On Wednesday, I went to the funeral of one of my friends from school. This is the story of his death. This is from memory, but I believe that it is accurate:
During half term, on Wednesday 20th February, my friend, Adrian Wolfson, a primary school teacher, went swimming. In the showers afterwards, one or more children alleged that he was committing a sexual act in public. All he was actually doing was washing his privates.
He was arrested, questioned, and held in a police cell for 36 hours, after which he was taken to the magistrates, charged with indecent exposure, and bailed to return on a date in early April. In describing all this at the funeral, his father, a teacher retired from our school, notes that in those 36 hours he was not allowed access to his son, to tell him that he loved him [or give him any kind of support. I assume that this is actually standard practice in the UK].
While he was arrested, Greenwich Council's education services automatically suspended him from teaching.
After he was released, my friend was distraught. He was guilty by accusation. Because he was charged, the press are allowed to print his full name. So they did. They're not allowed to print his address, but they printed so much detail that he was completely identifiable. Notice how his accusers get complete protection of anonymity, but that is not extended to him, despite the concept in the law of "innocent until proven guilty". Another of the ex-teachers from our school noted that the local press took everything to the edge of what they were allowed by law to do - no gap whatsoever. No matter that he strenuously denied the charge and had pleaded not guilty - they didn't print that. As a result of all this he was getting insulted in the street.
Just with the accusation, he was now on the sex offenders register - he could never teach again. And given for relaxation in the summer he helped out with a Liverpool children's charity, that was gone now too. [I actually got two conflicting informed opinions on this. One was that the charge alone puts you on the register for life, on the basis of "you can never be too safe, we must protect the children". The other, from a mutual friend at school, inspired to go into teaching by our late friend, was that the law has swung back a bit - whilst the change stands he would be on the local register ("list 99"), but but he could not get onto the national register unless actually convicted, and similarly the entry on the local register would be deleted]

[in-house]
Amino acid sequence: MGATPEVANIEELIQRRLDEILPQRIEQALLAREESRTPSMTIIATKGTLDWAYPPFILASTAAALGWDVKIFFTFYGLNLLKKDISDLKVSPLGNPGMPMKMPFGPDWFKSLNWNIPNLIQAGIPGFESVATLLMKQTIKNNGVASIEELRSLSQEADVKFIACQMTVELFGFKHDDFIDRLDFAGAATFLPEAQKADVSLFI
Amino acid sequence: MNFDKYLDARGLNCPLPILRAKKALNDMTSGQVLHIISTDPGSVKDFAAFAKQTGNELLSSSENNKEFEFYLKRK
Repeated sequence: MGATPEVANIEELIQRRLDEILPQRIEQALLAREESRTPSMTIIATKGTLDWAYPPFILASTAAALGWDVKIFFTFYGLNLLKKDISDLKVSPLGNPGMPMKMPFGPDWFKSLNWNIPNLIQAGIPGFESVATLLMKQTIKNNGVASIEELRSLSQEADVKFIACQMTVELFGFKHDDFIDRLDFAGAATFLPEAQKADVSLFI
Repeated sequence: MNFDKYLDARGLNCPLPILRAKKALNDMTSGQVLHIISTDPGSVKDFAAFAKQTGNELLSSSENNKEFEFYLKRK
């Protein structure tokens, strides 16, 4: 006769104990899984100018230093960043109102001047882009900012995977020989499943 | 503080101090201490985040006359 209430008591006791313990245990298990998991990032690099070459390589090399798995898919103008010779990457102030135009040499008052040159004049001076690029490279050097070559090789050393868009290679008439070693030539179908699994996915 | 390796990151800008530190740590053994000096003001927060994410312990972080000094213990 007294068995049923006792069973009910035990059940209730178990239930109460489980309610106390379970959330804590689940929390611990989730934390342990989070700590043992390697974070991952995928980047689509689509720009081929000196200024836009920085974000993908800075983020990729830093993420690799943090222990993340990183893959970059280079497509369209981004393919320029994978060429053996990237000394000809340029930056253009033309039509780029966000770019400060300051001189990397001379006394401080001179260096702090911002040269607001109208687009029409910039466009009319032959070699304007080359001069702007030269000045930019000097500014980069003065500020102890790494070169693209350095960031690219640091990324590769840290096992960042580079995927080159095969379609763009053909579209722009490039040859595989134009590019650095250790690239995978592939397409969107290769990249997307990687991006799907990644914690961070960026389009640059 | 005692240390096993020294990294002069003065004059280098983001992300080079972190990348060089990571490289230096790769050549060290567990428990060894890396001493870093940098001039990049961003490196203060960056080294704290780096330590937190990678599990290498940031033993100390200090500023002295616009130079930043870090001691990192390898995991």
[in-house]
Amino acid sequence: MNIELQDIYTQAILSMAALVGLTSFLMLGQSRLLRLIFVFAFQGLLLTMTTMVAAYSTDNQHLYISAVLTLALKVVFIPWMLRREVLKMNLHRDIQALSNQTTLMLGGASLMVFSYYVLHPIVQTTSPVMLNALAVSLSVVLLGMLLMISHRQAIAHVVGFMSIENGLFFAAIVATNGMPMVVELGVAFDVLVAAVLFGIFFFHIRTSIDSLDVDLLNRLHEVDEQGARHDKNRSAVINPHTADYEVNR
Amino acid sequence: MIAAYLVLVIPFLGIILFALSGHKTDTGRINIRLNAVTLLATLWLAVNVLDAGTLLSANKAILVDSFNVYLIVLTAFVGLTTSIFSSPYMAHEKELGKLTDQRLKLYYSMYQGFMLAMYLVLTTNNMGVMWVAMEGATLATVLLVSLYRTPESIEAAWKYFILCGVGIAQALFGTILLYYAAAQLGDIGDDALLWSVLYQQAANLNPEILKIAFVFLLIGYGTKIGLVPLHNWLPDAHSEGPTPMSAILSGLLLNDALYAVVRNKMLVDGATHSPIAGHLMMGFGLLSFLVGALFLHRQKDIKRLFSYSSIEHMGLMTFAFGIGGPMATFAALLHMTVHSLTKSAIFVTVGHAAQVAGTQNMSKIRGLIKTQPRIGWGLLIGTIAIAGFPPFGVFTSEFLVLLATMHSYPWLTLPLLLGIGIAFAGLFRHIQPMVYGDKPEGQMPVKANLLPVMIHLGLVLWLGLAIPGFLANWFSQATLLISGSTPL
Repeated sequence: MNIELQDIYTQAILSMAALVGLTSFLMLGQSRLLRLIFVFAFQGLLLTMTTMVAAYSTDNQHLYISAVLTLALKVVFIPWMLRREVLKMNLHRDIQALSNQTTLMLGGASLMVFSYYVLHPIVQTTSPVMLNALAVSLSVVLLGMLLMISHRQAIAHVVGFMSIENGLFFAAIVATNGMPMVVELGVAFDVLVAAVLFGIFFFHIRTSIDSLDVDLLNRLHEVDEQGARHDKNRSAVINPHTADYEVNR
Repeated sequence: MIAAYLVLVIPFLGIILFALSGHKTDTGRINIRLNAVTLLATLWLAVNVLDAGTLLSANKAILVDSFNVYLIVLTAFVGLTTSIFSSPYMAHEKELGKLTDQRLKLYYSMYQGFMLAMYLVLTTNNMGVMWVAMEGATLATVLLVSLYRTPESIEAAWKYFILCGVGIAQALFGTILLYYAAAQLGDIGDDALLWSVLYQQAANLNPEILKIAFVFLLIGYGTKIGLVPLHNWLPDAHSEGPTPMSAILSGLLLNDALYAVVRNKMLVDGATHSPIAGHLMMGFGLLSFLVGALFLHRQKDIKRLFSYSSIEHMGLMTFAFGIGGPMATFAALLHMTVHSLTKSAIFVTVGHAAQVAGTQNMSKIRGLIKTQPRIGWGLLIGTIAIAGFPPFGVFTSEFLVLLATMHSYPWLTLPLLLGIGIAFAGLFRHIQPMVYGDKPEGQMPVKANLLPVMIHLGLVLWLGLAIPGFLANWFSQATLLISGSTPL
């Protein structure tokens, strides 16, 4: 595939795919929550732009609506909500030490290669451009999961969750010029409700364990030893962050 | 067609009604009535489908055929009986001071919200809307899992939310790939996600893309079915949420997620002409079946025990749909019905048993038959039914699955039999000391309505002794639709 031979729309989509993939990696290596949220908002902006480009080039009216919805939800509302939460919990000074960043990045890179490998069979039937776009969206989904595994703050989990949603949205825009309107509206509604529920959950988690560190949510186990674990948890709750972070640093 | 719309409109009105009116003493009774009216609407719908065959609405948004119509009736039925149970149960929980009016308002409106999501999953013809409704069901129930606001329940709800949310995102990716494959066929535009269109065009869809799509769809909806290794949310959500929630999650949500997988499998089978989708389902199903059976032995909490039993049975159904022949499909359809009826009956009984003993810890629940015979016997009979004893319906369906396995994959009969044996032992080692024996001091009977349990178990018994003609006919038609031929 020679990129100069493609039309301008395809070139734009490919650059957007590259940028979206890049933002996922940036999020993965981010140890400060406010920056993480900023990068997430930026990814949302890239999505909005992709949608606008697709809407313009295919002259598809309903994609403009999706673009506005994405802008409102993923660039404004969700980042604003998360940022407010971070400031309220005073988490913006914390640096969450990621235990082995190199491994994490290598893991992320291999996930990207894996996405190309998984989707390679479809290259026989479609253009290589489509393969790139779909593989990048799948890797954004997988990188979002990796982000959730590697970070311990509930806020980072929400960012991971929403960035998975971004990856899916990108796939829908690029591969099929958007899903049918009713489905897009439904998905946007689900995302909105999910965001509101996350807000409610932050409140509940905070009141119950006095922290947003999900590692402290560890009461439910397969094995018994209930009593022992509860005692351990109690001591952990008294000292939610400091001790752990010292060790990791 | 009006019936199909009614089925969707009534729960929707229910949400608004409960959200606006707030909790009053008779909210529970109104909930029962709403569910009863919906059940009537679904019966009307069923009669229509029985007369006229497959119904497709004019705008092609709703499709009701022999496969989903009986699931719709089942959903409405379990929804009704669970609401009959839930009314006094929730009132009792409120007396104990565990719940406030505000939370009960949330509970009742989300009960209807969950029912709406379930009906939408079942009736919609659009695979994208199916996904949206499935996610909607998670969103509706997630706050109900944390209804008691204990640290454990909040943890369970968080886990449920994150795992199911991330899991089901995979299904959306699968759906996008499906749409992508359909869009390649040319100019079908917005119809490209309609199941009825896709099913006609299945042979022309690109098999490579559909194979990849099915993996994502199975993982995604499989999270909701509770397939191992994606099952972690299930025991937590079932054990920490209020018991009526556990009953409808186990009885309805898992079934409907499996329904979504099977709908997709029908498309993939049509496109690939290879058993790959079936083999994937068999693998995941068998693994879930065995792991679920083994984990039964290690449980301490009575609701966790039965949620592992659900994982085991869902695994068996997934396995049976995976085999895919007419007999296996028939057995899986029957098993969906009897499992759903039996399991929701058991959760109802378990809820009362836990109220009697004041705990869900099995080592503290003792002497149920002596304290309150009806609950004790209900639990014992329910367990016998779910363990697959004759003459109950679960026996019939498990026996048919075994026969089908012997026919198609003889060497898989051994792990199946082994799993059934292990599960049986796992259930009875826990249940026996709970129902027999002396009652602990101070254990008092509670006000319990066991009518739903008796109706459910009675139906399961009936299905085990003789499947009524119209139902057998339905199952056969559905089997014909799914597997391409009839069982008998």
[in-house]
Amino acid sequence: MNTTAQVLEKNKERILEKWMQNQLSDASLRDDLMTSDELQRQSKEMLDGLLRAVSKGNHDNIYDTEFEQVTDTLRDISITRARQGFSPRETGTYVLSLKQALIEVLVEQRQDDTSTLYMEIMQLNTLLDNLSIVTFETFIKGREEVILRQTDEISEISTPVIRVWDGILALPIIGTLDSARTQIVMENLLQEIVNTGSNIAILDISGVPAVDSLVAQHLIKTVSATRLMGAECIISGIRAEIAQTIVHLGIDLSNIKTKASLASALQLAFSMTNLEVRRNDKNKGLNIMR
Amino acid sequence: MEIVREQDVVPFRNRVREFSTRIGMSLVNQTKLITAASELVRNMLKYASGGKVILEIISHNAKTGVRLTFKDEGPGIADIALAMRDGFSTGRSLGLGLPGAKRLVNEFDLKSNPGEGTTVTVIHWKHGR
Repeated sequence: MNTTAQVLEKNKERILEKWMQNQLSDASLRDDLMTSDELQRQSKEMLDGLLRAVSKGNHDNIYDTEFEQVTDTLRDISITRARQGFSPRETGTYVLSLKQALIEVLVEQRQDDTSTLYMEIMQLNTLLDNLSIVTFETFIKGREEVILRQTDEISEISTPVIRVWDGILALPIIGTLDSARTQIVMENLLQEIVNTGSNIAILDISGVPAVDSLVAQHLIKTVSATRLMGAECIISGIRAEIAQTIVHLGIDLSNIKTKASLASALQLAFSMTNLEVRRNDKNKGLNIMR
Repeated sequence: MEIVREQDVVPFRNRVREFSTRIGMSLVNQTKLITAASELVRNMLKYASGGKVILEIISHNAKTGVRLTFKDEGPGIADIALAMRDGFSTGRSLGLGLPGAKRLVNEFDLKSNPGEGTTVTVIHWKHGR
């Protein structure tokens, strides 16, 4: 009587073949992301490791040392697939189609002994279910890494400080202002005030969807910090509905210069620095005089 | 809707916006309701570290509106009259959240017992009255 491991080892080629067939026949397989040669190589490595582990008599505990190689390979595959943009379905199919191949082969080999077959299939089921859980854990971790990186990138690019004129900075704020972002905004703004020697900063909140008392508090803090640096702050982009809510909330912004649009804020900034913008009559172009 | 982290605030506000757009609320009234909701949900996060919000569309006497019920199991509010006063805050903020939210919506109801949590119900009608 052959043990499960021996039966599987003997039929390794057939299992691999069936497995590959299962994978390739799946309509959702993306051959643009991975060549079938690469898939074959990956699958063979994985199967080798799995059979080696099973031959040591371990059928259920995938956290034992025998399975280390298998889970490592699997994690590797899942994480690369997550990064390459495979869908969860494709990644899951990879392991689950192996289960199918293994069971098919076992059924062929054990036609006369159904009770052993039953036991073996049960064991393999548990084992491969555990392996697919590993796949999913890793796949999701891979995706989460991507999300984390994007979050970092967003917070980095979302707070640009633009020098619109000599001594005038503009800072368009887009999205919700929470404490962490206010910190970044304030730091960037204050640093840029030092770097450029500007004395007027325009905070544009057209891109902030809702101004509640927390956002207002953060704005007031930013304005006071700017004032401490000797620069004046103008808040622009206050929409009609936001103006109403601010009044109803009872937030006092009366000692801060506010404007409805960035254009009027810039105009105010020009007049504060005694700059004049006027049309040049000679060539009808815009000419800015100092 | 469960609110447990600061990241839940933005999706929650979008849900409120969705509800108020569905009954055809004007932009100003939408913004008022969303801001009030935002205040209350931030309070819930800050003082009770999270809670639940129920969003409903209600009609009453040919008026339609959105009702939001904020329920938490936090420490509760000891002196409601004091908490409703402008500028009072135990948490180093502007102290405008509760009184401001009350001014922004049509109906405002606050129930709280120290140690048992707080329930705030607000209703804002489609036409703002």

However, what I do know is that at no point was he told that he could get union support, and it seems that the LEA's "help" extended only as far as suspending him.
His father last saw him alive on the Friday, and reported him missing on the Monday morning. The police broke down the door to his flat, where they found a suicide note and a will. His father notes that he'd also created a "bereavement pack", and in the two days since his release had collated all the details of his bank accounts and other things that would need dealing with.
As ever the master of suspense, he'd left clues as to what he'd done, and it became apparent that he'd packed his prize possessions into a suitcase - photos, mementos, a favourite Dr Who album, etc - and travelled to Cornwall on the Saturday. However, he'd also intentionally covered his tracks. He'd checked into multiple hotels, paid all his bills in advance, and even written thank-you letters to the staff.
On the Tuesday morning, one of the hotels reported him missing to the police - he'd departed in a distressed state, but had left his possessions. His glasses and rucksack (containing prized possessions) were found on the path at the top of the cliff. His body was found at the base the next day. The pathology report dryly notes that he "died of multiple injuries".
On the Thursday, his father received a call from the solicitors. The evidence was so weak, they said, that the case would be thrown out of court. They didn't know that he was already dead. In the week that had passed, they hadn't contacted the police either.
After the death, Greenwich Council provided bereavement counsellors for the pupils at his school. They did not send a representative to the funeral. They did not want the school to be closed (to allow his fellow teachers to attend the funeral), but to avoid a confrontation, the head teacher wrote a letter to all the parents asking them to collect their children early, and this is what happened. The funeral reception was put on by the school, in the school hall.
He was a good teacher - in addition to the human tragedy, parents of his former pupils are upset that their younger children will now not be able to be in his class. There is some irony that children - the very people he gave his life to helping, paid him back in this way.
But, we must protect the children. At all costs.
This is that cost.
The original, and comments, are on my use.perl journal